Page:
I love listening to music. I can’t play any instrument, but I do enjoy listening to each note in a song, identifying the instruments, getting emotional with the lyrics of a music piece. Getting those goosebumps.
Being a product of my time and age, I mostly listen to 80’s and 90’s songs, with some modern additions thrown into the mix. I hate Reggaeton and Trap with the power of a thousand suns, but that’s for a different post. I love Queen, Michael Jackson or Whitney Houston, but also all Soul and Motown classics from the 50’s and 60’s. And Spanish Pop music. But hell, I even listen to Opera, Video Game Soundtracks, Heavy or Chiptune. It depends on day and mood.
So I used to listen to music.
But in the past, I used to listen to music. Proper listening, I mean. With a Stereo HiFi system and good speakers. In vinyl first (that Madonna’s Like a Prayer record still smells Patchouli to this day), then with my first CDs. I was a teenager, with all the problems, doubts and pain of the age. And I listened to music to feel less sad, while still being sad. Sitting in a couch. Doing nothing else than listening to music.
Then times changed. Work, getting married, moving to a different city, having children. The complete maturing package. So I listened to music while going to work sitting in my car. Or while working in the office. Using a cheap MP3 player because walkmans were so old. Or in the computer. And then technology evolved. Wonderful streaming services suddenly put at your disposal thousands of songs.
But it wasn’t the same. They didn’t sounded the same. And it’s not nostalgia. It’s just we’ve become accustomed to this sounds good enough. While we seem to be in an endless pursue for the ultimate viewing experience (Full HD, then 4K, then 8K?) we’ve given up on audio quality. People listen to music on smartphone speakers. That’s a tiny, mono speaker most of the time. TV sets sport terrible speakers. So terrible in fact you end up buying a sound bar just to be able to understand dialogues. Nobody knows what HiFi is anymore. We had the best sound and we lose it, getting convenient, good enough sound in return.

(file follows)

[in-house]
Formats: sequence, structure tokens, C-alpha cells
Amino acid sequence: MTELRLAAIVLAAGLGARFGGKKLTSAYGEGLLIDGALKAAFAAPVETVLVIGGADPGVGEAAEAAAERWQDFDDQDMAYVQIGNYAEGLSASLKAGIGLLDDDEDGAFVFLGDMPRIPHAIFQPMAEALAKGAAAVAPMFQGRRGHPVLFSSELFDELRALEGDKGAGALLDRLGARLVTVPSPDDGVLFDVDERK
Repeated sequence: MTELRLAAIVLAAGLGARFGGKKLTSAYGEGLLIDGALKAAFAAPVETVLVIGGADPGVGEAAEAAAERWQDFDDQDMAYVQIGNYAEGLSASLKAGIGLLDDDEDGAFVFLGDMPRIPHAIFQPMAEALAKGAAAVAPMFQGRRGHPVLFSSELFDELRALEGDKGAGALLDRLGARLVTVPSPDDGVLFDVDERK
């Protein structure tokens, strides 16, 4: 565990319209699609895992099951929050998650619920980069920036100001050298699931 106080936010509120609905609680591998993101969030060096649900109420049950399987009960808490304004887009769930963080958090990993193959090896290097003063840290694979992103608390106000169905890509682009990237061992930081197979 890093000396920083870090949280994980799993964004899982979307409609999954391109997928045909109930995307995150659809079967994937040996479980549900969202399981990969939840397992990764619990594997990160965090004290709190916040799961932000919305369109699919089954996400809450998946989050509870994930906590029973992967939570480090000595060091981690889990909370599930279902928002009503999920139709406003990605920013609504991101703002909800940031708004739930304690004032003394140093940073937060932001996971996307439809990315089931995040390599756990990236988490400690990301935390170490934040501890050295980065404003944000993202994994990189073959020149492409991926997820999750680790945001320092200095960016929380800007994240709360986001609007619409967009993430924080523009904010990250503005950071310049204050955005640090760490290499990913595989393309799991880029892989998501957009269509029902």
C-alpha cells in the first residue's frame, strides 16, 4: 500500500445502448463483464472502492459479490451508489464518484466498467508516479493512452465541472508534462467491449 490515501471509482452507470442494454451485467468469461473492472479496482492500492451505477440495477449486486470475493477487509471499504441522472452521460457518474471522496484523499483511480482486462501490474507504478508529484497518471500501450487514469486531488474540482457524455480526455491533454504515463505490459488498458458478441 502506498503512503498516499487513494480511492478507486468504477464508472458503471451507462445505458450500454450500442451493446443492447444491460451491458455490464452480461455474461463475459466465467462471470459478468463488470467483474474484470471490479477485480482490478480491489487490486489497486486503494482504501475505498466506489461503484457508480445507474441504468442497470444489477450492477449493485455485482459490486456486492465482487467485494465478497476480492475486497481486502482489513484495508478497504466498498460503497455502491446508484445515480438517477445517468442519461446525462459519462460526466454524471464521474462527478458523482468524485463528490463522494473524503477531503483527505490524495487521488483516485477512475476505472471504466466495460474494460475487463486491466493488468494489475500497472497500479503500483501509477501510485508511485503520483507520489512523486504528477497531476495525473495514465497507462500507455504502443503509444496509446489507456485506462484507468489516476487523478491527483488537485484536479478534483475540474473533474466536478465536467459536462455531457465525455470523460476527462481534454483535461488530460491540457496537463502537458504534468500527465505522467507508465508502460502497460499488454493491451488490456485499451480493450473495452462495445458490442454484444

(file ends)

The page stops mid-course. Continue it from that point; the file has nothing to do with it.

But I missed that sound.
That’s why I’ve just got a High Definition Audio player. In this case, a simple Sony NW-A55L. Nothing terrible fancy, but it’s the first Walkman I’ve ever bought. Just looking at that branding in the box brought back lots of memories. When I lusted a Walkman when I was a teenager but only could get myself an Aiwa (that sounded really good, BTW). But now I have a proper Walkman. At last.
So I’ve started ripping my CD collection. After trying some formats I’ve settle down with something that seems reasonable for me: Apple Lossless / 24 bit. This produces files with CD quality, which is exactly what I want given the source of those files: a CD. And this thing sounds… glorious. Now I can sit, plug my Audio Technica M50x headphones and enjoy the music I like, the way I like the most.
It only took me 30 years to rediscover that I needed to listen properly to music. Go figure.
P.S.: no audiophiles been harmed in the making of this post.